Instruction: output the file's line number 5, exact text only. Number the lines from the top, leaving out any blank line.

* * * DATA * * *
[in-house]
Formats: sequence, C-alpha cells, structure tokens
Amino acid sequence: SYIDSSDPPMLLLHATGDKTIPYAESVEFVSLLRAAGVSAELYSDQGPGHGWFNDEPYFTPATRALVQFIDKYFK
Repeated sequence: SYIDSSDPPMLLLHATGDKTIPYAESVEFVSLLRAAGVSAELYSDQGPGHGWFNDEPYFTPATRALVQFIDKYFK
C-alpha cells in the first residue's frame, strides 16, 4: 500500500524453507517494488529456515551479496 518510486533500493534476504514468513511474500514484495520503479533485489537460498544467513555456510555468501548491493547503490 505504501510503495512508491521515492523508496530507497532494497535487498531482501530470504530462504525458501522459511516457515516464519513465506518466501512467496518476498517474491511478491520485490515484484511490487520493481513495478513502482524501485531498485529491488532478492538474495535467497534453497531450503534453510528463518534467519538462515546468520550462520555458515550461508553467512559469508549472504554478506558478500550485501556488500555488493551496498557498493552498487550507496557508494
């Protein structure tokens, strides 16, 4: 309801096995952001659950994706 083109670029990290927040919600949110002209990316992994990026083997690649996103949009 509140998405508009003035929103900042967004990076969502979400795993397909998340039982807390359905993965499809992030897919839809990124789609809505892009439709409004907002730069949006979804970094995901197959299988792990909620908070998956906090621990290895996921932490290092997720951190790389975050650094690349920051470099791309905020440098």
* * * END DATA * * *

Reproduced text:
C-alpha cells in the first residue's frame, strides 16, 4: 500500500524453507517494488529456515551479496 518510486533500493534476504514468513511474500514484495520503479533485489537460498544467513555456510555468501548491493547503490 505504501510503495512508491521515492523508496530507497532494497535487498531482501530470504530462504525458501522459511516457515516464519513465506518466501512467496518476498517474491511478491520485490515484484511490487520493481513495478513502482524501485531498485529491488532478492538474495535467497534453497531450503534453510528463518534467519538462515546468520550462520555458515550461508553467512559469508549472504554478506558478500550485501556488500555488493551496498557498493552498487550507496557508494